Pratyush Nalam, 17, landed in Mumbai from Vishakapatnam on Thursday and can hardly wait to begin his classes at the Indian Institute of Technology - Bombay (IIT-B).
Suffering from spinal muscular atrophy, a rare genetic disorder, Nalam moves around in a wheelchair and needs a full-time attendant.
The disease is characterised by degeneration of motor neurons results in progressive muscular atrophy (wasting away) and weakness.
But Nalam, who has always been at the top of his class, has not let the disease hamper his excitement. He is looking forward to taking part at the institute's extracurricular activities. "Apart from the computer science programmme, I chose IIT-B for its extracurricular activities. I am waiting to take part in the Techfest and other festivals at the institute," he told the Hindustan Times.
IIT-B already has a student using a wheelchair staying at the hostel since last year, but with Nalam the institute has to, for the first time, accommodate someone who would need a full-time attendant. "We got an electric wheelchair for the previous physically disabled (PD) student, but Pratyush needs more assistance," said Prakash Gopalan, dean of student affairs at IIT-B.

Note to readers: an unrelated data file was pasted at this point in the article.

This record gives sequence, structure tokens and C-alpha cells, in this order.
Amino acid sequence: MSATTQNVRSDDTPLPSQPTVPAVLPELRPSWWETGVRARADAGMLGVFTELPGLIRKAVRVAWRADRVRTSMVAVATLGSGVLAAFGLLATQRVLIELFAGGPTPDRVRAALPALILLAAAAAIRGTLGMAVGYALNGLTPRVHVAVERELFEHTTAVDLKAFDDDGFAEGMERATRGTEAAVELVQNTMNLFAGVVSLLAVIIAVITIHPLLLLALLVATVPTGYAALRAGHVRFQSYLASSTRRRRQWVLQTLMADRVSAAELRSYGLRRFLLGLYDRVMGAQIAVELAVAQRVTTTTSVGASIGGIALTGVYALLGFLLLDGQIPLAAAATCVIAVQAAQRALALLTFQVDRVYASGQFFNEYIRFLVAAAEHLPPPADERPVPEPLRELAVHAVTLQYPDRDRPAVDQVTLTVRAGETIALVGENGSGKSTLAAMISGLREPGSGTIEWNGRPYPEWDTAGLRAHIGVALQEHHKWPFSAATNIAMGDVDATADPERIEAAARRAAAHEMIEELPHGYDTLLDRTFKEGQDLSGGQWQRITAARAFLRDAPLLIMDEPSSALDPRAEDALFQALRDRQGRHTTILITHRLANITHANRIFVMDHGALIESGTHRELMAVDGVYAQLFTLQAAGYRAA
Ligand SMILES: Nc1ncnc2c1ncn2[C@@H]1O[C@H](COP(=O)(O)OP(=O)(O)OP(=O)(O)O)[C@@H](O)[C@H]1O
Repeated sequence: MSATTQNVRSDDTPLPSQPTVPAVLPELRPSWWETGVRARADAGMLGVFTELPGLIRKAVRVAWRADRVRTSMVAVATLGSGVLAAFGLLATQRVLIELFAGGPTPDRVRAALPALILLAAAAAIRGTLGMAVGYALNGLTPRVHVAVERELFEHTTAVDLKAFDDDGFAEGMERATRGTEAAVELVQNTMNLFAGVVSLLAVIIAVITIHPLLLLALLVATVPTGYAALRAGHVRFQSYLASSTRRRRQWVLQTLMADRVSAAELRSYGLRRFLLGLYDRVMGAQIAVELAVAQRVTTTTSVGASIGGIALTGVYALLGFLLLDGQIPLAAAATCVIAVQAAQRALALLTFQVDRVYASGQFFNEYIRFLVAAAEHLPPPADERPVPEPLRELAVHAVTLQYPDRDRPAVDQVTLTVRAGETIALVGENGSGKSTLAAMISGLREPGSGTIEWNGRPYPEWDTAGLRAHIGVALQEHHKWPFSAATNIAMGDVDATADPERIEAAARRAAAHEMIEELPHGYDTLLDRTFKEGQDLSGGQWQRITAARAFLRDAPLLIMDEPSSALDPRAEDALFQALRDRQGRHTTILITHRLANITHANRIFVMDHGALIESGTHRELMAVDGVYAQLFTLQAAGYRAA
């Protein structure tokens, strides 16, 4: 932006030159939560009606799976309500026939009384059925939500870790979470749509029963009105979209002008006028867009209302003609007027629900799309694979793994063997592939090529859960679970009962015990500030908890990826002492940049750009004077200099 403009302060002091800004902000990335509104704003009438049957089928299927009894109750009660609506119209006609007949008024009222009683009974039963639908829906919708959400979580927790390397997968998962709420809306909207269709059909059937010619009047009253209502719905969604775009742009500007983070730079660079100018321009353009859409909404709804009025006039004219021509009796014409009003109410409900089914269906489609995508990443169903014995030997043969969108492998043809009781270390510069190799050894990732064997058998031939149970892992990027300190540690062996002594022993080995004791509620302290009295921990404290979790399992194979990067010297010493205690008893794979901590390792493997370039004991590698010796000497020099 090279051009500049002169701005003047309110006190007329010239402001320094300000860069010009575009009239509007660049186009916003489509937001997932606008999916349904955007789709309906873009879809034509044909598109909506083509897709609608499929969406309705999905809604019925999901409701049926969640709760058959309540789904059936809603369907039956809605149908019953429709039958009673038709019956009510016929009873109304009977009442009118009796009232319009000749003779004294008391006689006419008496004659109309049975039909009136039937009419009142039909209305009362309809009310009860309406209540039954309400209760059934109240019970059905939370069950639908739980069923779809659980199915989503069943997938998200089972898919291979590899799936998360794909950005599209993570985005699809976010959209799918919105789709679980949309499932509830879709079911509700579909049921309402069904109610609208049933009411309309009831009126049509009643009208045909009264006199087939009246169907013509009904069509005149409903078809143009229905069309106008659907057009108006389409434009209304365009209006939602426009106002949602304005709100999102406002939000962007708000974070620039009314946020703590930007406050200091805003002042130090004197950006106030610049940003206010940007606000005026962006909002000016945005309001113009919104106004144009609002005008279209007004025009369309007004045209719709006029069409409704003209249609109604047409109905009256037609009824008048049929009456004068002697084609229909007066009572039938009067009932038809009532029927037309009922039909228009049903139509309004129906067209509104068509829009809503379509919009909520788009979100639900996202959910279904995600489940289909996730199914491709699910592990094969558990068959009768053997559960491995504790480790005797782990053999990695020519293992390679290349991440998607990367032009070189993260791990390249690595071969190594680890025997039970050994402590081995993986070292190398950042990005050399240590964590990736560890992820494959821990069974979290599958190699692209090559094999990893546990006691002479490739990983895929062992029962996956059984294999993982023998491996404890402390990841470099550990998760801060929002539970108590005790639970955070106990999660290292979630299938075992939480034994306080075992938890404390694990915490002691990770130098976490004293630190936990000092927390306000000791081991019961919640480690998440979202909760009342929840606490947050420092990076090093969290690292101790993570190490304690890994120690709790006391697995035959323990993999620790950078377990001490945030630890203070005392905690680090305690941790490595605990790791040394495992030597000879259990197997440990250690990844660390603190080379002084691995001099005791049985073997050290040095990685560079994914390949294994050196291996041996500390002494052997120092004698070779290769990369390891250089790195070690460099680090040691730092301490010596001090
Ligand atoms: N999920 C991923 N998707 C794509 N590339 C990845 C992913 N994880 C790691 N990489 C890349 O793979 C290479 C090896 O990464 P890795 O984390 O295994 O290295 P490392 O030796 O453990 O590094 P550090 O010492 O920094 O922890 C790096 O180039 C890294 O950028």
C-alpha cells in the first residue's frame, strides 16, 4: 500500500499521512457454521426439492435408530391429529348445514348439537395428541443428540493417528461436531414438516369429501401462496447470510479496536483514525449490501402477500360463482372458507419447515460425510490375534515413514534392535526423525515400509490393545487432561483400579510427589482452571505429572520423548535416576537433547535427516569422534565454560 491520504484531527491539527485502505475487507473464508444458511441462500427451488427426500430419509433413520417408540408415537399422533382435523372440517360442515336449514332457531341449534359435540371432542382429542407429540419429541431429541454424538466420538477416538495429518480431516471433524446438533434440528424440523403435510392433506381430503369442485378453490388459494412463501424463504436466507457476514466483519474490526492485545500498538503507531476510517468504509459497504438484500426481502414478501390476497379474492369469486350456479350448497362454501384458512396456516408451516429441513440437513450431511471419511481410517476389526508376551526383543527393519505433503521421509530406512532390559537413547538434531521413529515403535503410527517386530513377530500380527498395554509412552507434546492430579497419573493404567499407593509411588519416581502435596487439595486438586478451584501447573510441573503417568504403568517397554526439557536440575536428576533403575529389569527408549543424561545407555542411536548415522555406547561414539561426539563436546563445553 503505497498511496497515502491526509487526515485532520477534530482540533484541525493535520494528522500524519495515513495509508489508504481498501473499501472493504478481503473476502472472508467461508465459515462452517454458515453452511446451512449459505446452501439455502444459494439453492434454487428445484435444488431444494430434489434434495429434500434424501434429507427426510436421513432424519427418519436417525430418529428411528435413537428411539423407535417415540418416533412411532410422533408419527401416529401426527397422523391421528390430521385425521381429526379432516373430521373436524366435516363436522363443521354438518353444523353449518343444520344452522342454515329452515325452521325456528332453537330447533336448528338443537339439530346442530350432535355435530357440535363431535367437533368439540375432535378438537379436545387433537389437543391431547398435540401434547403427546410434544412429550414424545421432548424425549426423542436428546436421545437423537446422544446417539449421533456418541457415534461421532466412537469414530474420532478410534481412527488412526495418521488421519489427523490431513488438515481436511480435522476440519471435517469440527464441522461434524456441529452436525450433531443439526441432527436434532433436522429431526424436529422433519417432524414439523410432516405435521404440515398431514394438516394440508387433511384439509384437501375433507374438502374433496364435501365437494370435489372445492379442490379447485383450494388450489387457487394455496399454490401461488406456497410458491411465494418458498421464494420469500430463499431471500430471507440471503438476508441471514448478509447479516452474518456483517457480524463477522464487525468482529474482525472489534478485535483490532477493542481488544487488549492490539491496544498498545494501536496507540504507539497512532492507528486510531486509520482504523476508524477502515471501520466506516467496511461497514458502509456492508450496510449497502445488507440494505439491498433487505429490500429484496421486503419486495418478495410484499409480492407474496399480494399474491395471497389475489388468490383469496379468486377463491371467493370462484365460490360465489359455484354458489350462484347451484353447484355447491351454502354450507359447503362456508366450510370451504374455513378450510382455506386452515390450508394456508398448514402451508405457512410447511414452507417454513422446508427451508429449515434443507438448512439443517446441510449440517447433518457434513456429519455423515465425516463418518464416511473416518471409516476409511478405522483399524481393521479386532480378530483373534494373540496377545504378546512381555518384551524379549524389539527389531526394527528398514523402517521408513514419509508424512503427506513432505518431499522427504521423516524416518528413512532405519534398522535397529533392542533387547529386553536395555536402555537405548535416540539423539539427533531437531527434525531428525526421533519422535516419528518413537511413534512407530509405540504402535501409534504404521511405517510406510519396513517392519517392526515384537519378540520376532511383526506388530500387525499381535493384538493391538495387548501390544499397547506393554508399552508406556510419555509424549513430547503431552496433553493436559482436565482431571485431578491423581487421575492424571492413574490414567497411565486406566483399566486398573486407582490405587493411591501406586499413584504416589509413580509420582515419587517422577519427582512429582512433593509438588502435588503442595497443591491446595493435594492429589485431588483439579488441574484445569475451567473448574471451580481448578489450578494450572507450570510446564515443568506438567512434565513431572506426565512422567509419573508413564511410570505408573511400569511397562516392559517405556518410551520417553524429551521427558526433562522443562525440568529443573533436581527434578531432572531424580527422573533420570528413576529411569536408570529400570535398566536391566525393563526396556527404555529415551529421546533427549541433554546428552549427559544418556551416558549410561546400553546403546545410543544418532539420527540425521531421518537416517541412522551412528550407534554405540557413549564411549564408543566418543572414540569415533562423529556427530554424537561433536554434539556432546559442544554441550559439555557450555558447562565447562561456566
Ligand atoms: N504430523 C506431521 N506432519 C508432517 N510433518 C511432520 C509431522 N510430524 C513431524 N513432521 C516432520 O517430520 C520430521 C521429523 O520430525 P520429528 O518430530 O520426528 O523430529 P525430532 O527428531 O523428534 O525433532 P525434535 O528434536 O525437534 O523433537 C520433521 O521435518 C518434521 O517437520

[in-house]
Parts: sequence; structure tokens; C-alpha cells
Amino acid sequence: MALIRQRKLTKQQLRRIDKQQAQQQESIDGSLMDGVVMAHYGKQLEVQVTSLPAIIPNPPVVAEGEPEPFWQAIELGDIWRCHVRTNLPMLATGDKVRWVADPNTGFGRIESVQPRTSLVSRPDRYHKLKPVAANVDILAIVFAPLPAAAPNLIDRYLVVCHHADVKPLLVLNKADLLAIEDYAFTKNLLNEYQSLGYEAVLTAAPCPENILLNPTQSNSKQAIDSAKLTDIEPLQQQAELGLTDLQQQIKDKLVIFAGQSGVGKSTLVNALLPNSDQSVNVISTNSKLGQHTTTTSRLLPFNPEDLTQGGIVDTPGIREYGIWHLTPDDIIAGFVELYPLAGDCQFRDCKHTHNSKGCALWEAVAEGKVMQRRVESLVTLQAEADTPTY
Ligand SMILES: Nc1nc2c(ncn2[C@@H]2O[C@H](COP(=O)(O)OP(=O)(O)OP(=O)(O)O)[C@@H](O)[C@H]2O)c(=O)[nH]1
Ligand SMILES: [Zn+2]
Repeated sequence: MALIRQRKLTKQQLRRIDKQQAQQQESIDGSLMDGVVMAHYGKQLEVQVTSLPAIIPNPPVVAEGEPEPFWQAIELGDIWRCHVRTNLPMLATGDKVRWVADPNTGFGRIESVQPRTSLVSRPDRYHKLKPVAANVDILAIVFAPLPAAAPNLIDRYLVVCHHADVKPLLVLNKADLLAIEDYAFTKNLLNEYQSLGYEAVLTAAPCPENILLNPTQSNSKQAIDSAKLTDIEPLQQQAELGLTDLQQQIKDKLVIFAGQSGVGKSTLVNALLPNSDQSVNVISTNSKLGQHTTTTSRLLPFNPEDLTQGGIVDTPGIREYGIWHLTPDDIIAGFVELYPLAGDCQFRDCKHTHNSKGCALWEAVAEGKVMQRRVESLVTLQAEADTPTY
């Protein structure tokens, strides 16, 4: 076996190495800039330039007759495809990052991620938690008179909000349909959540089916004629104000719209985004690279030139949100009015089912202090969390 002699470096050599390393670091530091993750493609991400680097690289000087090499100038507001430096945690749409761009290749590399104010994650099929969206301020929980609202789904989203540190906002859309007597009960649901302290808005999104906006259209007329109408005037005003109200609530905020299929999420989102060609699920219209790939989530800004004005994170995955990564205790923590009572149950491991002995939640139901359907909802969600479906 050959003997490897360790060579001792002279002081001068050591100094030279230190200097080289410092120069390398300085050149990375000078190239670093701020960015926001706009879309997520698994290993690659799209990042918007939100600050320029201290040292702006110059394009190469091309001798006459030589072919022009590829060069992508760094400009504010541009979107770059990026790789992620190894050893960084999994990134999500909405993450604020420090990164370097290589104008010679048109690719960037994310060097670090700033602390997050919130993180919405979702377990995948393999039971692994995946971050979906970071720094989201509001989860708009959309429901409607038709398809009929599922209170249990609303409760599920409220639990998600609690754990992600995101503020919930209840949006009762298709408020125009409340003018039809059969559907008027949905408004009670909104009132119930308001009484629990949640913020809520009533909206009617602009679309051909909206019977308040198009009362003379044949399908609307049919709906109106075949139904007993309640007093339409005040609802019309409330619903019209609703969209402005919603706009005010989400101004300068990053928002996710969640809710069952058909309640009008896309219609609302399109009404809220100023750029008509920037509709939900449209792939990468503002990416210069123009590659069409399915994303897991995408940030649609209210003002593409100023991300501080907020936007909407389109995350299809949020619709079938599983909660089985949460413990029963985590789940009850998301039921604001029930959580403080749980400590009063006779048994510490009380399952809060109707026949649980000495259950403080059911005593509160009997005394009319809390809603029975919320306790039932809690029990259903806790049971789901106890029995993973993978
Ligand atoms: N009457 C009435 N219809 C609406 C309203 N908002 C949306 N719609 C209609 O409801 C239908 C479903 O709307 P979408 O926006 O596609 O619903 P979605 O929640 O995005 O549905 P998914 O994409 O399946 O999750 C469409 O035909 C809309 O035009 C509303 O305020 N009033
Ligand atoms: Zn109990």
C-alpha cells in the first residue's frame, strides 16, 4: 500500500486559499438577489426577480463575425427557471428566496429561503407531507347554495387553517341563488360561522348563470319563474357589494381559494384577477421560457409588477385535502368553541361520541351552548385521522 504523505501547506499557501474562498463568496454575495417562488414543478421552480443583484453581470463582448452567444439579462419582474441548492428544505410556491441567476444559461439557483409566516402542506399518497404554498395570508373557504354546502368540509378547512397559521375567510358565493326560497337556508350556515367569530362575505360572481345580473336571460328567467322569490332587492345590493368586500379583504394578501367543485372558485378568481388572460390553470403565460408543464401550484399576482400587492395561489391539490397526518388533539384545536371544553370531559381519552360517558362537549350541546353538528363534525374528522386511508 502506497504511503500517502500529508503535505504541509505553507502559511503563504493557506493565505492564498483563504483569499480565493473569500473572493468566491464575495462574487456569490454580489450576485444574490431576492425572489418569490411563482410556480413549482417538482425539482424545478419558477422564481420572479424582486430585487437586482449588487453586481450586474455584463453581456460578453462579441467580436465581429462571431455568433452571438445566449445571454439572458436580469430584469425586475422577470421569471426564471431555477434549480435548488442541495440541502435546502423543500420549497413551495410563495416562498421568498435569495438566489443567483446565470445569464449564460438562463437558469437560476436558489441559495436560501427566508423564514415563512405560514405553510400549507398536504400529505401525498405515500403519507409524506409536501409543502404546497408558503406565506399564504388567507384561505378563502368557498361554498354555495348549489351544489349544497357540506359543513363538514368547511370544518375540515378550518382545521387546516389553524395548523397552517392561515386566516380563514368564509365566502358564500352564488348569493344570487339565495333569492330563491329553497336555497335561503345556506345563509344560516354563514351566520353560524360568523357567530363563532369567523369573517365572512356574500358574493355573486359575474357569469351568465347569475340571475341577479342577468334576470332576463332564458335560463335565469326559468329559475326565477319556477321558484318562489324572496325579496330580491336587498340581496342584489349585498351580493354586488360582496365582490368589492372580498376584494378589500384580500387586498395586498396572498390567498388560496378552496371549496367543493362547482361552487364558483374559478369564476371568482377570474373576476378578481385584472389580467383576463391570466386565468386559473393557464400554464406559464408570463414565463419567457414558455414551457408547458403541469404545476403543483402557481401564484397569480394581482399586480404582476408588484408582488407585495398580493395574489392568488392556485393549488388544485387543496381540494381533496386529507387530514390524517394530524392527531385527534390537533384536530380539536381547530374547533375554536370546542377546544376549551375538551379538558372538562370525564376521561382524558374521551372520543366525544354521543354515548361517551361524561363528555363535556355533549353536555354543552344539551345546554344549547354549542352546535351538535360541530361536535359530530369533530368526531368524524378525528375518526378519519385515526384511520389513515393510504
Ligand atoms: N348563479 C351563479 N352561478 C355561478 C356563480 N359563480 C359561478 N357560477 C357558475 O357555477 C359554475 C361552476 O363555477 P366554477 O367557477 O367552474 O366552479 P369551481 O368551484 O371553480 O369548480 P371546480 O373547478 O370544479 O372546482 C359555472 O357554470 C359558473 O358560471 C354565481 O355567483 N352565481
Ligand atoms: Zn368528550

"Pratyush is a very confident child and I'm sure he will manage to do well," said his mother, Srilakshmi. But the institute's hostel rooms do not have attached bathrooms and will make it difficult for Nalam to live on campus.
"While our new lecture buildings are disabled-friendly and all our future buildings are also being planned in on similar lines. We are trying to make provisions in the old buildings too," said Gopalan.
With a 3% quota for PD candidates in all categories (general, SC, ST and OBC), all the 15 IITs are moving towards universal accessibility. The Persons with Disabilities Act that provided for the reservation came into force in 1995.